Standing on a vista in the Baldwin Hills Scenic Overlook as the sun set over the Pacific Ocean and the Hollywood sign glimmered in the distance, Jesse Clark of Atlanta, Georgia inhaled the cool air. After a week meeting with civic leaders, community activists and policy makers at the Empowerment Congress Leadership Institute in Los Angeles, Clark said he had a realization: illustrated the importance of grassroots organizing, political alliances and community involvement are to creating social change.
Clark is one of 47 community leaders selected to participate in the week-long Empowerment Congress Leadership Institute of 2013, co-sponsored by Los Angeles County Board of Supervisors Chairman Mark Ridley-Thomas and the W.K. Kellogg Foundation. Participants were selected from across the country, from Atlanta to Doña Ana County, New Mexico, to learn how to empower their communities and improve residents’ quality of life. They will take what they learned in Los Angeles and adapt it to their own community’s needs.
Clark and his colleagues from Atlanta are on a quest to revamp the historic district in the city’s Old Fourth Ward. The Old Fourth Ward is home to the Ebenezer Baptist Church and the Martin Luther King, Jr. Memorial—the very seat of the American civil rights movement. Nearby, however, many of the Old Fourth Ward’s factories are becoming lofts, businesses, restaurants and bars. And yet, Boulevard, which runs through the middle of the neighborhood, is a corridor infamous for its Section 8 housing and street drug sales. More than 600 kids, 19 or younger, live along the Boulevard corridor, and almost half of them live below the poverty line. Clark and his colleagues are determined to turn Boulevard into a place worthy of its history.
“Some key elements of this conference struck me in the gut,” said Clark, executive director of the Historic District Development Corporation. “We are not just building projects but we need to include people in the development of ideas.”
The Empowerment Congress Leadership Institute was established to help communities around the country create effective ways of engaging and including residents in civic activities. Throughout the week, the participants joined in panel discussions and presentations as well as a grand tour of Los Angeles, to gin up ideas for improving their own communities.
Clark was joined by Dagmar Epsten, Harold Barnette and several others from Atlanta.
“We have learned that having a powerful political advocate is very helpful indeed,” said Barnette. “We also learned that communities need to get out in front of changes and make their neighborhood look like how they want it.”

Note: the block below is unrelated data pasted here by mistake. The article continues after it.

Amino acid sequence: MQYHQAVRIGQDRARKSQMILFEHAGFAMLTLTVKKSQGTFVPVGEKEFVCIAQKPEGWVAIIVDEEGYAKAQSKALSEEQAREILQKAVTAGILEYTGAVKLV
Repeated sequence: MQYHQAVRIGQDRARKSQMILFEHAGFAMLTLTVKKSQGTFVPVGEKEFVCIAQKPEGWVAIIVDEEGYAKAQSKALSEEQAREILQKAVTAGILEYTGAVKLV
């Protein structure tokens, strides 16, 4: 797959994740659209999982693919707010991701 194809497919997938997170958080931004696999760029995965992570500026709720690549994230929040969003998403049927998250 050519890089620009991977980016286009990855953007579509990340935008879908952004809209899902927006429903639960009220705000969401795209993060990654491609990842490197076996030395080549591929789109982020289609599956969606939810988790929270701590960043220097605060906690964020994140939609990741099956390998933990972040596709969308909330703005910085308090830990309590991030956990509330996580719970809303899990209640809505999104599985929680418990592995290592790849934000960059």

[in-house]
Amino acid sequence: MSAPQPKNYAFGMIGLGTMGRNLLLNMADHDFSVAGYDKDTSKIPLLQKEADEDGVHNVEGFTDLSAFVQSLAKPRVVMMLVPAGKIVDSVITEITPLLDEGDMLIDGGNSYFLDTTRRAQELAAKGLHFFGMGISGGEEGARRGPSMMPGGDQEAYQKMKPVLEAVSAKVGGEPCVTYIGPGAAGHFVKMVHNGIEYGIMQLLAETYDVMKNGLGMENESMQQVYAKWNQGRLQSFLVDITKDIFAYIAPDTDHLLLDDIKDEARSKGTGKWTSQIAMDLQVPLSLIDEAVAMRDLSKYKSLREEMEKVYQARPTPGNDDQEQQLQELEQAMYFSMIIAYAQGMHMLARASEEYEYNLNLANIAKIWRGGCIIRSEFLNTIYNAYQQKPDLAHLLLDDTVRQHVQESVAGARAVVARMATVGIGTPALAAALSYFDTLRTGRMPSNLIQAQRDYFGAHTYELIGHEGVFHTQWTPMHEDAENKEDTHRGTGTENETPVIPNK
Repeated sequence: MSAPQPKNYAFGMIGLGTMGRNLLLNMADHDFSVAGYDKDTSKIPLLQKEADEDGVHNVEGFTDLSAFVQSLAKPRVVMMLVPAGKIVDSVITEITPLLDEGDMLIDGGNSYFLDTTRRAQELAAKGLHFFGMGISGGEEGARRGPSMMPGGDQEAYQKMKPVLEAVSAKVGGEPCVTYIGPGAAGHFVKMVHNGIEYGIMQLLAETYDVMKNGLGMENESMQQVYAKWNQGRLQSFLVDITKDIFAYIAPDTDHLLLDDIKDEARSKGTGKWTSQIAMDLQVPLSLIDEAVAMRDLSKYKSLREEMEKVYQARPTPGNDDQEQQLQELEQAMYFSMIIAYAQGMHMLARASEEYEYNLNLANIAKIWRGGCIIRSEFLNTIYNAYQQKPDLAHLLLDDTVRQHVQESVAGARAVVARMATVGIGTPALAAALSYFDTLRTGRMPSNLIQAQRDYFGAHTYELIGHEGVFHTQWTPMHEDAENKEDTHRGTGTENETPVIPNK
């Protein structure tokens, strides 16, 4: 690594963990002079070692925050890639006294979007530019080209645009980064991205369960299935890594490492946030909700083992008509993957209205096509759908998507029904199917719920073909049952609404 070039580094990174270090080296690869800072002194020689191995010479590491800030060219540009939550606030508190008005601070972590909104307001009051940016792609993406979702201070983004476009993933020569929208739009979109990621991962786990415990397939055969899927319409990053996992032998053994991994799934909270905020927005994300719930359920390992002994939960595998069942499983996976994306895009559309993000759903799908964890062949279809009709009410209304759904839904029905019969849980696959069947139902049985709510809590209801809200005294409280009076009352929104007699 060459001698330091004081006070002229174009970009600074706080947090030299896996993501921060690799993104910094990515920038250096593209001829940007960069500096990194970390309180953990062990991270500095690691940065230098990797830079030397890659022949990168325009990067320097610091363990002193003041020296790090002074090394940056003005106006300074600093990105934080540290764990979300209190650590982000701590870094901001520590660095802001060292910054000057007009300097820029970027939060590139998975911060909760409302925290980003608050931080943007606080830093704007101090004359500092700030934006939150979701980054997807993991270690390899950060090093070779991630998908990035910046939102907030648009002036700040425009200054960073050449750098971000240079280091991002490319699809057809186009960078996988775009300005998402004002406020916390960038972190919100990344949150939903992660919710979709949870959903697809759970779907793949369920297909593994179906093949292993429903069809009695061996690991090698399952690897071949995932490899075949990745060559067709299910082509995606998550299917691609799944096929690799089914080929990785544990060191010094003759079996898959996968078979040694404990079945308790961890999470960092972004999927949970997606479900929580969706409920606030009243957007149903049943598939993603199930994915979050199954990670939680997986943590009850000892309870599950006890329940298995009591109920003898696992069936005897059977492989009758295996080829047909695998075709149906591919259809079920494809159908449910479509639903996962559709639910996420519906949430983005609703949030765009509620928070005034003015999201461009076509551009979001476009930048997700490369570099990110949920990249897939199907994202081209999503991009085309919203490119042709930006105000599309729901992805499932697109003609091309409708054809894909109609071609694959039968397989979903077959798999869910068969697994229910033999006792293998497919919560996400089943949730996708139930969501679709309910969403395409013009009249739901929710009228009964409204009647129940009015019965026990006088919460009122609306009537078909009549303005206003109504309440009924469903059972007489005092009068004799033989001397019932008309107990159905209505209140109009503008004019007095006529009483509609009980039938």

In the case of Boulevard, its historically significant landmarks could make it a destination.
“Boulevard has a unique and international draw because of its history,” said Epsten. “We could have a global connection.”
Others learned valuable lessons as well. Police Chief Michael Davis of Brooklyn Park, Minnesota, said he and his team are trying to integrate together the largely immigrant communities from countries in Africa, Southeast Asia and Latin America into an Upper Midwestern way of civic life. While Brooklyn Park’s diversity makes it interesting, the differences in language, assumptions about community and variety of cultures also present challenges. Davis and other city leaders have seen divisions sprout up, making their city a community separated by national and ethnic identities. Davis and the team from Brooklyn Park want to change attitudes so that a majority of residents feel they have a stake in their community as a whole.
“When you meet with so many people who are dedicated to making their communities better, you are re-energized,” said Davis. “We have spent a lot of time back home trying to convince people of what we want to do and this ratifies everything we have been saying.”
Mario Leonel Meraz, a community activist in his home of Radium Springs, New Mexico, said he was deeply moved by what he learned. Meraz has been trying to organize his community to establish better working conditions for workers in local factories. He wants to go home and let people know while they must work well and responsibly for companies, they also have rights.
“I am so happy to be here,” he said as he stood on the vista looking out to the Hollywood Hills. “I have learned that together we can become one voice.”